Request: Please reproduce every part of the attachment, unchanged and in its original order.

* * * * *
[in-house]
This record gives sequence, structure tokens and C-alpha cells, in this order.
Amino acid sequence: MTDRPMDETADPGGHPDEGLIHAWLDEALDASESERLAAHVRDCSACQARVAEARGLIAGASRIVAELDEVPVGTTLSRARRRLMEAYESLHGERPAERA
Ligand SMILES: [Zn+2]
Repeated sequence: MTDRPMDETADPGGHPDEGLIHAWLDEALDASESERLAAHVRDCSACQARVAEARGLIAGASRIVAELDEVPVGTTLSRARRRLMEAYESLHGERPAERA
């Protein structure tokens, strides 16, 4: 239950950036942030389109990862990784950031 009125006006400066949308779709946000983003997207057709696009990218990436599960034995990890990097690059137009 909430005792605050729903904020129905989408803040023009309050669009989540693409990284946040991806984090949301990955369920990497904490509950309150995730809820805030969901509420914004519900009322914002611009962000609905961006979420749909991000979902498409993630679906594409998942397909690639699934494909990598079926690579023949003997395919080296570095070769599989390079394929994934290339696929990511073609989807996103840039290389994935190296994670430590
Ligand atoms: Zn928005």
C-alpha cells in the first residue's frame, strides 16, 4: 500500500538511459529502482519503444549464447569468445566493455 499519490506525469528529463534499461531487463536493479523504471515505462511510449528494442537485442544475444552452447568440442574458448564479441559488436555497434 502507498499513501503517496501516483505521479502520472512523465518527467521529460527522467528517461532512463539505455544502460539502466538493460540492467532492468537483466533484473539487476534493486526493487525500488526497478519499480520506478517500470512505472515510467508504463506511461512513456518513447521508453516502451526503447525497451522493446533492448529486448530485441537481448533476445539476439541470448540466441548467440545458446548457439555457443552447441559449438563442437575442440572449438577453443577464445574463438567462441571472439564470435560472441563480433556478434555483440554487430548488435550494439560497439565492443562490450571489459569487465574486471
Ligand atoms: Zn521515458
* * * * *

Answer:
[in-house]
This record gives sequence, structure tokens and C-alpha cells, in this order.
Amino acid sequence: MTDRPMDETADPGGHPDEGLIHAWLDEALDASESERLAAHVRDCSACQARVAEARGLIAGASRIVAELDEVPVGTTLSRARRRLMEAYESLHGERPAERA
Ligand SMILES: [Zn+2]
Repeated sequence: MTDRPMDETADPGGHPDEGLIHAWLDEALDASESERLAAHVRDCSACQARVAEARGLIAGASRIVAELDEVPVGTTLSRARRRLMEAYESLHGERPAERA
């Protein structure tokens, strides 16, 4: 239950950036942030389109990862990784950031 009125006006400066949308779709946000983003997207057709696009990218990436599960034995990890990097690059137009 909430005792605050729903904020129905989408803040023009309050669009989540693409990284946040991806984090949301990955369920990497904490509950309150995730809820805030969901509420914004519900009322914002611009962000609905961006979420749909991000979902498409993630679906594409998942397909690639699934494909990598079926690579023949003997395919080296570095070769599989390079394929994934290339696929990511073609989807996103840039290389994935190296994670430590
Ligand atoms: Zn928005």
C-alpha cells in the first residue's frame, strides 16, 4: 500500500538511459529502482519503444549464447569468445566493455 499519490506525469528529463534499461531487463536493479523504471515505462511510449528494442537485442544475444552452447568440442574458448564479441559488436555497434 502507498499513501503517496501516483505521479502520472512523465518527467521529460527522467528517461532512463539505455544502460539502466538493460540492467532492468537483466533484473539487476534493486526493487525500488526497478519499480520506478517500470512505472515510467508504463506511461512513456518513447521508453516502451526503447525497451522493446533492448529486448530485441537481448533476445539476439541470448540466441548467440545458446548457439555457443552447441559449438563442437575442440572449438577453443577464445574463438567462441571472439564470435560472441563480433556478434555483440554487430548488435550494439560497439565492443562490450571489459569487465574486471
Ligand atoms: Zn521515458